Ixi Mobile (R&D) Ltd. et al v. Apple, Inc.

Northern District of California, cand-4:2015-cv-03755

LETTER addressed to Judge Richard J. Sullivan from Thomas S. Biemer, Esquire dated August 12, 2015 re: Requesting Reconsideration of the Order entered August 7, 2015. Document filed by IXI IP,LLC, IXI Mobile (R&D) Ltd.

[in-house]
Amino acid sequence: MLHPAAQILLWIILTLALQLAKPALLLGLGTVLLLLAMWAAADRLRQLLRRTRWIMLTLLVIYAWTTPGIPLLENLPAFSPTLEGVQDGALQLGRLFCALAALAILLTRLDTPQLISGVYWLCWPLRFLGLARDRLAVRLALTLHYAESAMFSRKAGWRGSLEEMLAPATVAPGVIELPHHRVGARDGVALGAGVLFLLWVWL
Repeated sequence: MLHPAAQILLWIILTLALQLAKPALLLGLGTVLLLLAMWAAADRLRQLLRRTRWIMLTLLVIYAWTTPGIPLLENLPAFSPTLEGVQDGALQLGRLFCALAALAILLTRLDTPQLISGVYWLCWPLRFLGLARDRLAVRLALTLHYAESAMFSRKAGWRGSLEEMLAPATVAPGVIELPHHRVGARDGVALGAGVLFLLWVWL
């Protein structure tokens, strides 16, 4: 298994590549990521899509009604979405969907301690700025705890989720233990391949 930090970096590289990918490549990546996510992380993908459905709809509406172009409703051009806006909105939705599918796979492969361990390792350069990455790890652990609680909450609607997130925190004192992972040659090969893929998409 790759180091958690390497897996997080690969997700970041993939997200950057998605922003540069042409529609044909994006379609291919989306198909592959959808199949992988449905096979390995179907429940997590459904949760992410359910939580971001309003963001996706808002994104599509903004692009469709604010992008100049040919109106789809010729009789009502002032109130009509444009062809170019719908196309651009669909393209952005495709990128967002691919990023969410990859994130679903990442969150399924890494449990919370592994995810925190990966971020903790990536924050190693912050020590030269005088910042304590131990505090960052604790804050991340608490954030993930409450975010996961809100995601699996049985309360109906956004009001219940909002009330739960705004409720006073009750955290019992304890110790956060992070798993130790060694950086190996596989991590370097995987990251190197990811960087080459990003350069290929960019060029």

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DIRECT DIAL NUMBER: Thomas S. Biemer (215) 575-7025 tbiemer@dilworthlaw.com August 12, 2015 Via Email: SullivanNYSDChambers@nysd.uscourts.gov The Honorable Richard J. Sullivan Thurgood Marshall United States Courthouse 40 Foley Square New York, NY 10007 Re: IXI Mobile (R&D) Ltd., et al. v. Samsung Elec. Co., et al., No. 14-cv-4355(RJS) IXI Mobile (R&D) Ltd., et al. v. Blackberry Ltd., et al., No. 14-cv-4428(RJS) IXI Mobile (R&D) Ltd. et al. v. Apple Inc., No. 14-cv-7954(RJS) Dear Judge Sullivan: We represent Plaintiffs IXI Mobile (R&D) Ltd. and IXI IP, LLC ("IXI") and write with respect to the Court's August 7th Order, which transferred the above-referenced cases to the Northern District of California. IXI respectfully requests that the Court reconsider that decision and retain jurisdiction over these actions for claim construction purposes and order a conditional transfer for Apple only. IXI respectfully requests a telephone conference with the Court to further discuss this matter. IXI commenced these actions against the Samsung and BlackBerry defendants in June 2014. A significant factor in IXI's decision to file in this district is the fact that Samsung is a New York corporation. Indeed, neither Samsung nor Blackberry (Canadian and Delaware companies) made any attempt to transfer their cases on their own volition. Rather, they only did so after months of litigation and after Apple raised the issue. See Case No. 14-cv-4355 at Dkt. No. 44; Case No. 14-cv-4428 at Dkt. No. 47. IXI did not bring suit against Apple until October 2014 – four months after it filed suit against Samsung and BlackBerry. Because IXI sought to enforce the same patents against Apple, it was judicially efficient to bring the third action in the New York forum. As explained below, transferring all three cases at this stage of the litigation causes severe prejudice to IXI and is contrary to the Second Circuit's strong deference to the plaintiff's choice of forum. 1500 Market Street · Suite 3500E · Philadelphia, PA 19102-2101 · 215-575-7000 · fax 215-575-7200 Cherry Hill NJ · Harrisburg, PA · Red Bank. NJ · Washington, DC · Wilmington, DE · New York, NY To: The Honorable Richard J. Sullivan Date: August 12, 2015 Page 2 I. IXI is Prejudiced by the Transfer Order in the Middle of Claim Construction As recently noted by the Federal Circuit in the case cited to by Apple in its July 24th letter, delays in deciding transfer motions "have the ability to frustrate 28 U.S.C. § 1404(a)'s intent to 'prevent the waste of time, energy, and money and to protect litigants, witnesses and the public against unnecessary inconvenience and expense.'" In re Google Inc., No. 2015-138, Dkt. No. 16 (Fed. Cir. July 16, 2015) (quotation omitted); see also PersonalWeb Techs., LLC v. NEC Corp. of Am., Inc., No. 11-cv-655, 2013 WL 9600333, *24 (E.D. Tex. Mar. 21, 2013) ("Motions to transfer can often disrupt and stall litigation, increasing costs and adding years to the time of final resolution of the dispute."). That is exactly what happened here. Due to the delay in granting transfer, the parties have substantially completed claim construction pursuant to New York procedures. Transfer at this stage creates additional work and unfairly prejudices IXI by giving Defendants advanced notice of IXI's claim construction arguments. Pursuant to the Southern District of New York's Local Patent Rules, the parties began the claim construction process this past May. The New York Patent Rules, however, differ from those of California. For example, the California Rules require disclosure of: 1) supporting intrinsic evidence; 2) supporting extrinsic evidence, including by identifying any supporting expert testimony and a description of the substance of the proposed testimony; and 3) the ten (10) most significant claim terms, including whether each such term is claim or case dispositive. The California Rules further contemplate Claim Construction Discovery (Rule 4-4), including specifically permitting depositions of expert witnesses. Although IXI repeatedly requested this information, Defendants refused to provide it, arguing that such disclosures were not required by the New York Patent Rules. By transferring at such a late juncture, IXI was denied the many disclosure protections contained in the California Patent Rules. IXI did not receive binding disclosures as to Defendants' supporting intrinsic or extrinsic evidence, nor did IXI receive a summary of the opinions of Defendants' supporting claim construction expert. IXI was further deprived of a meaningful deposition of Defendants' expert before the filing of its Opening Claim Construction Brief, as Defendants refused to even provide their expert's identity until after its filing. Without any of these important disclosures, IXI filed its claim construction brief on July 8th, and the Defendants deposed IXI's expert on July 28th. Meanwhile, the Defendants, with full knowledge of IXI's arguments and expert's opinions, were scheduled to file their responsive claim construction brief on August 7th; however, the Court ordered transfer on that same day. If the case had been transferred to California at an earlier stage, Defendants would have had only two weeks to respond to IXI's brief. See California Patent Rule 4-5. Instead, the Defendants already have had a month to respond to IXI's brief (under New York Patent Rules), and now, the transfer order has in effect granted Defendants an indefinite extension until the California Court orders completion of the briefing. This additional time severely prejudices IXI by giving Defendants a vastly disproportionate amount of time to consider IXI's arguments, scrutinize IXI's expert's testimony, and refine their rebuttal arguments. In addition, IXI's claim construction brief is largely supported by New York case law. At a minimum, transfer will require IXI to redraft 1500 Market Street · Suite 3500E · Philadelphia, PA 19102-2101 · 215-575-7000 · fax 215-575-7200 Cherry Hill NJ · Harrisburg, PA · Red Bank. NJ · Washington, DC · Wilmington, DE · New York, NY To: The Honorable Richard J. Sullivan Date: August 12, 2015 Page 3 portions of its brief to include California law.1 At worst, the California Court will consider IXI's brief as currently drafted, while the Defendants will have ample time to include California law. II. A Conditional Transfer for the Apple Case Alleviates the Injustice Given the passage of time and the manifest injustice that will occur, IXI respectfully submits that the Court should implement a conditional transfer. Specifically, under the present circumstances, the Court should: 1) complete the claim construction process for all three Defendants under the New York Patent Rules, 2) then transfer the Apple case to California, and 3) retain jurisdiction over the Samsung and BlackBerry matters. Due to the inherent prejudice created by transferring the case in the middle of claim construction, it is most equitable for all parties if the Court finishes claim construction in New York. After claim construction is complete, Samsung and BlackBerry should remain in New York because New York is the more convenient forum as to these parties. By keeping the case in New York until claim construction is complete, the Court does not run the risk of creating inconsistent claim constructions between districts. IXI's request is supported by precedent from other districts working in conjunction with other district courts, including the Northern District of California. See, e.g., PersonalWeb Techs., 2013 WL 9600333 at *24 (explaining that a conditional transfer after the completion of claim construction was "the most efficient way to manage the transfer of serially filed patent cases"); ACQIS LLC v. EMC Corp., 67 F. Supp. 3d 769, 779 (E.D. Tex. 2014) ("[T]o avoid duplicative work by multiple courts, the Court will retain this case until its claim construction opinion."); Affinity Labs of Texas v. Samsung Elecs. Co., 968 F. Supp. 2d 85, 860 (E.D. Tex. 2013) ("It was concluded that transfer of the case after this court completed the Markman hearing. . . would be the best allocation of judicial resources."); Norman IP Holdings, LLC v. Lexmark Int'l, Inc., No. 11-cv-495, 2012 WL 3307942, *4 (E.D. Tex. Aug. 10, 2012) ("[I]n the event that transfer is appropriate, the Court shall retain the case through the Markman phase of the proceedings."). In fact, the Chief Justice of the Northern District of California agreed with the Chief Justice of the Eastern District of Texas that the best allocation of judicial resources was for the Eastern District of Texas to construe the claims for all related actions prior to transferring the cases to the Northern District of California under similar circumstances. PersonalWeb Techs., 2013 WL 9600333 at *24. While Apple may have presented sufficient grounds for a finding that California is a more convenient forum, the evidence relied upon by the Opinion and Order for Samsung and BlackBerry falls short of the standard for transfer. In this regard, the Court's Order placed emphasis on witness location. The Opinion and Order relied upon Samsung's representation that unnamed, employee witnesses from Google "likely" reside in the Northern District of California, and placed emphasis on potential witnesses from Broadcom to justify transfer for BlackBerry. However, those Broadcom employees are not even located in the Northern District of California. In sum, Samsung and BlackBerry's evidence largely relies upon hypothetical individuals or individuals who are not located within the transferee district. In any event, it is the movants' 1 While Defendants have agreed not to oppose IXI's request to re-file its Brief utilizing cases from the Northern District of California, there is no guaranty the California Court will allow it. 1500 Market Street · Suite 3500E · Philadelphia, PA 19102-2101 · 215-575-7000 · fax 215-575-7200 Cherry Hill NJ · Harrisburg, PA · Red Bank. NJ · Washington, DC · Wilmington, DE · New York, NY To: The Honorable Richard J. Sullivan Date: August 12, 2015 Page 4 burden to provide evidence that the subject witnesses are unwilling to attend trial absent a transfer. See, e.g., In re Barnes & Noble, Inc., 743 F.3d 1381, 1382-83 (Fed. Cir. 2014) (finding no error in the district court's imposing the burden on the defendant-movant to show that third- party witnesses would be unable or unwilling to travel); Kiss My Face Corp. v. Bunting, No. 02- cv-2645, 2003 WL 22244587, at *4 (S.D.N.Y. Sept. 30, 2003) (finding convenience factor did not weigh in favor of transfer where defendant "proffered no evidence that potential party or non-party witnesses would be unwilling to travel") (emphasis added). Neither Samsung nor BlackBerry provided any such evidence. Finally, the affidavit evidence provided by IXI with respect to the important inventor witnesses neutralizes this factor with respect to the Samsung and BlackBerry cases.3 A conditional transfer of the Apple case is consistent with the Second Circuit's precedent, which affords the plaintiff strong deference in its choice of forum. See, e.g., Ford Motor Co. v. Ryan, 182 F.2d 329, 330 (2d Cir. 1950) ("[U]nless the balance is strongly in favor of the defendant, the plaintiff's choice of forum should rarely be disturbed.") (quoting Gulf Oil Corp. v. Gilbert, 330 U.S. 501, 508 (1947)). IXI attempted to file its cases in one district to satisfy judicial economy. Specifically, because Plaintiffs are Israel and New York companies and because Defendant Samsung is a New York corporation, New York seemed to be a mutually convenient venue for the parties. When IXI filed suit against Apple four months later, New York seemed like the obvious choice of forum. Although Apple has now demonstrated that it has significant ties to California, IXI should not be prejudiced by delay, waste of resources in claim construction, and a total loss of its choice of forum as to all three parties. Conditional transfer is most warranted where, as here, claim construction is halfway complete and one defendant is a New York company. In short, allowing a California company to provide a vehicle for other properly named defendants to delay and transfer their own civil actions out of New York would not only be a manifest injustice to IXI, but would also create troubling precedent, rendering a plaintiff's choice of forum meaningless. A conditional transfer for Apple only, prevents this scenario. Given the significant, intervening pretrial events to date, including claim construction briefing, IXI respectfully requests that the Court reconsider its transfer decision to avoid a manifest injustice. IXI believes that the Court should resolve claim construction in the present forum, before transferring the Apple case to California. Respectfully, /s/ Thomas S. Biemer Thomas S. Biemer cc: all counsel via ECF 3 It should also be noted that one of the California-based inventors (Hans Reisgies) is no longer relevant as IXI dismissed the claims related to the patent for which Mr. Reisgies was the sole inventor. As a result, only two California-based inventors remain and one of them (Amit Haller) submitted a declaration stating his intent to appear in New York if called for trial. 1500 Market Street · Suite 3500E · Philadelphia, PA 19102-2101 · 215-575-7000 · fax 215-575-7200 Cherry Hill NJ · Harrisburg, PA · Red Bank. NJ · Washington, DC · Wilmington, DE · New York, NY